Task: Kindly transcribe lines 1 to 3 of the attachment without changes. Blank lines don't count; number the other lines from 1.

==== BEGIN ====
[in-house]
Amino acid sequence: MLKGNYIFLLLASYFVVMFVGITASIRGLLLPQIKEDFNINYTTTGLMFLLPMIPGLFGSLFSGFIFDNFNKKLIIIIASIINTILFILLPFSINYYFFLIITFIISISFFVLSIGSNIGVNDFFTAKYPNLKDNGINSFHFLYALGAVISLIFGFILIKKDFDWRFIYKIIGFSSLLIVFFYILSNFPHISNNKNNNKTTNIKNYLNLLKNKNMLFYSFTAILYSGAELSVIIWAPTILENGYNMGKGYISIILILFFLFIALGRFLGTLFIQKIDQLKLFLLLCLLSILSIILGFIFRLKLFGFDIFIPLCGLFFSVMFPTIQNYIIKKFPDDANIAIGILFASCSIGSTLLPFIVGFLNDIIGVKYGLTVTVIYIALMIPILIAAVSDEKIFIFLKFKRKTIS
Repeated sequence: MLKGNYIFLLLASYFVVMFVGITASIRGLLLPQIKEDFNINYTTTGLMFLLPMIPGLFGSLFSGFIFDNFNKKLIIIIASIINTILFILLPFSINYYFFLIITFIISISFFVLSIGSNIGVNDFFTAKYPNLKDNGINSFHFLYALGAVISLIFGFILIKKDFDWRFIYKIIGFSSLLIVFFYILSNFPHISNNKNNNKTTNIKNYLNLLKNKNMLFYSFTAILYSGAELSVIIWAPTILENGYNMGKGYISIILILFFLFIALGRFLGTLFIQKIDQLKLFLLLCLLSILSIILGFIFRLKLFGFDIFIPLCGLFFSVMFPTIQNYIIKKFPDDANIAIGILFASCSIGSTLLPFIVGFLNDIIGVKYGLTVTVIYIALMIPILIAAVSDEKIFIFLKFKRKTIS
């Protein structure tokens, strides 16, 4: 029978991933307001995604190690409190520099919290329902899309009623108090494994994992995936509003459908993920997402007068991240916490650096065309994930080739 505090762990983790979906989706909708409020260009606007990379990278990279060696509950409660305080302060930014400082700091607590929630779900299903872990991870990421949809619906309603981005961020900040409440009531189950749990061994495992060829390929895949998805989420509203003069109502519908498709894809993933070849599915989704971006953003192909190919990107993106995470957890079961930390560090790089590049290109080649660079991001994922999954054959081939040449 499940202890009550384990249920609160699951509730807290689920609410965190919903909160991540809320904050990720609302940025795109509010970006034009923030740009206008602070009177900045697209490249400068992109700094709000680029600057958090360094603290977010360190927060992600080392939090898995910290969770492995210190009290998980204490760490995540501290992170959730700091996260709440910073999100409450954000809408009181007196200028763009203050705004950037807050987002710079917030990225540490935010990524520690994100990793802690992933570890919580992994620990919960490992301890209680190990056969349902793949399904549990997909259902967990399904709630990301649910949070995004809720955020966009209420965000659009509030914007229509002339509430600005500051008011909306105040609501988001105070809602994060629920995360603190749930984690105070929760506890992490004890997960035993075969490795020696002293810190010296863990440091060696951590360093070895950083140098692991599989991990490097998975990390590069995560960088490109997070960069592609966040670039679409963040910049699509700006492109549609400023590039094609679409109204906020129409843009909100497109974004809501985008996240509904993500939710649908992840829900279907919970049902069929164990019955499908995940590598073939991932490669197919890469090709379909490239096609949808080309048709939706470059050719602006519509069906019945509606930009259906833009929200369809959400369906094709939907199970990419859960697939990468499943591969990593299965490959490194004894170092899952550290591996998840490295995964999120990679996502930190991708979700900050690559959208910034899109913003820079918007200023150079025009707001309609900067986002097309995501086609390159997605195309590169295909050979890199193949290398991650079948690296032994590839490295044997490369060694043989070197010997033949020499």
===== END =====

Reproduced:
[in-house]
Amino acid sequence: MLKGNYIFLLLASYFVVMFVGITASIRGLLLPQIKEDFNINYTTTGLMFLLPMIPGLFGSLFSGFIFDNFNKKLIIIIASIINTILFILLPFSINYYFFLIITFIISISFFVLSIGSNIGVNDFFTAKYPNLKDNGINSFHFLYALGAVISLIFGFILIKKDFDWRFIYKIIGFSSLLIVFFYILSNFPHISNNKNNNKTTNIKNYLNLLKNKNMLFYSFTAILYSGAELSVIIWAPTILENGYNMGKGYISIILILFFLFIALGRFLGTLFIQKIDQLKLFLLLCLLSILSIILGFIFRLKLFGFDIFIPLCGLFFSVMFPTIQNYIIKKFPDDANIAIGILFASCSIGSTLLPFIVGFLNDIIGVKYGLTVTVIYIALMIPILIAAVSDEKIFIFLKFKRKTIS
Repeated sequence: MLKGNYIFLLLASYFVVMFVGITASIRGLLLPQIKEDFNINYTTTGLMFLLPMIPGLFGSLFSGFIFDNFNKKLIIIIASIINTILFILLPFSINYYFFLIITFIISISFFVLSIGSNIGVNDFFTAKYPNLKDNGINSFHFLYALGAVISLIFGFILIKKDFDWRFIYKIIGFSSLLIVFFYILSNFPHISNNKNNNKTTNIKNYLNLLKNKNMLFYSFTAILYSGAELSVIIWAPTILENGYNMGKGYISIILILFFLFIALGRFLGTLFIQKIDQLKLFLLLCLLSILSIILGFIFRLKLFGFDIFIPLCGLFFSVMFPTIQNYIIKKFPDDANIAIGILFASCSIGSTLLPFIVGFLNDIIGVKYGLTVTVIYIALMIPILIAAVSDEKIFIFLKFKRKTIS